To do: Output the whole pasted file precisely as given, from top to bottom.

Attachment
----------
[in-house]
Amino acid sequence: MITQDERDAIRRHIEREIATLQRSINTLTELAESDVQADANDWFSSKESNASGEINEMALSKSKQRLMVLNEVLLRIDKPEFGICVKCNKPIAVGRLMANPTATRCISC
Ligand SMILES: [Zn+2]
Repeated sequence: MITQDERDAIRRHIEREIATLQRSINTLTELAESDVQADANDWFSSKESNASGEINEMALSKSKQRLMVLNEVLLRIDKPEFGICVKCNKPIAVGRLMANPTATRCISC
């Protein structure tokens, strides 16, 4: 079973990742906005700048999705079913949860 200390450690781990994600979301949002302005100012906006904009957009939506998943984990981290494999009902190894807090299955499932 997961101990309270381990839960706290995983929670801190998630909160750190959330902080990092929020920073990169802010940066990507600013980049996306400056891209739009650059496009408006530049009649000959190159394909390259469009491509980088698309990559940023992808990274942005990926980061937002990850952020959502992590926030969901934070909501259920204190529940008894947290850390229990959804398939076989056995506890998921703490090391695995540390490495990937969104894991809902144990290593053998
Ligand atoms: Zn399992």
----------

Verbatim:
[in-house]
Amino acid sequence: MITQDERDAIRRHIEREIATLQRSINTLTELAESDVQADANDWFSSKESNASGEINEMALSKSKQRLMVLNEVLLRIDKPEFGICVKCNKPIAVGRLMANPTATRCISC
Ligand SMILES: [Zn+2]
Repeated sequence: MITQDERDAIRRHIEREIATLQRSINTLTELAESDVQADANDWFSSKESNASGEINEMALSKSKQRLMVLNEVLLRIDKPEFGICVKCNKPIAVGRLMANPTATRCISC
């Protein structure tokens, strides 16, 4: 079973990742906005700048999705079913949860 200390450690781990994600979301949002302005100012906006904009957009939506998943984990981290494999009902190894807090299955499932 997961101990309270381990839960706290995983929670801190998630909160750190959330902080990092929020920073990169802010940066990507600013980049996306400056891209739009650059496009408006530049009649000959190159394909390259469009491509980088698309990559940023992808990274942005990926980061937002990850952020959502992590926030969901934070909501259920204190529940008894947290850390229990959804398939076989056995506890998921703490090391695995540390490495990937969104894991809902144990290593053998
Ligand atoms: Zn399992």